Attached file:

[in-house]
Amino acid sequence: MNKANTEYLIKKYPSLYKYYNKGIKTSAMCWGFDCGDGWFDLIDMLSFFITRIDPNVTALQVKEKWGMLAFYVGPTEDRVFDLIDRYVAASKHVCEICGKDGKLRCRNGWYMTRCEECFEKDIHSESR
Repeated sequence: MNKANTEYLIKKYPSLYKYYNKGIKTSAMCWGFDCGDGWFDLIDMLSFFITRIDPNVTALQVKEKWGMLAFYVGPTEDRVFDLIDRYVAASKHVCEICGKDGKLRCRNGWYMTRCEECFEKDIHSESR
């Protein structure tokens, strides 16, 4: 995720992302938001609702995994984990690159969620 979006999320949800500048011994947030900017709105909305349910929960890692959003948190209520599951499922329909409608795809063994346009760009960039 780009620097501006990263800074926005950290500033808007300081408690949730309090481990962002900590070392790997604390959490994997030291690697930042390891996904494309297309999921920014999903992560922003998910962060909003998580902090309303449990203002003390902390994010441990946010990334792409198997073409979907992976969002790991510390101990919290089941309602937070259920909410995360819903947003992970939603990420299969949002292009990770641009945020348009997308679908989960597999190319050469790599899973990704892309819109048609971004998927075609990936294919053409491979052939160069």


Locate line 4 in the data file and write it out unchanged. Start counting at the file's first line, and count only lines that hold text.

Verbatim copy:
């Protein structure tokens, strides 16, 4: 995720992302938001609702995994984990690159969620 979006999320949800500048011994947030900017709105909305349910929960890692959003948190209520599951499922329909409608795809063994346009760009960039 780009620097501006990263800074926005950290500033808007300081408690949730309090481990962002900590070392790997604390959490994997030291690697930042390891996904494309297309999921920014999903992560922003998910962060909003998580902090309303449990203002003390902390994010441990946010990334792409198997073409979907992976969002790991510390101990919290089941309602937070259920909410995360819903947003992970939603990420299969949002292009990770641009945020348009997308679908989960597999190319050469790599899973990704892309819109048609971004998927075609990936294919053409491979052939160069």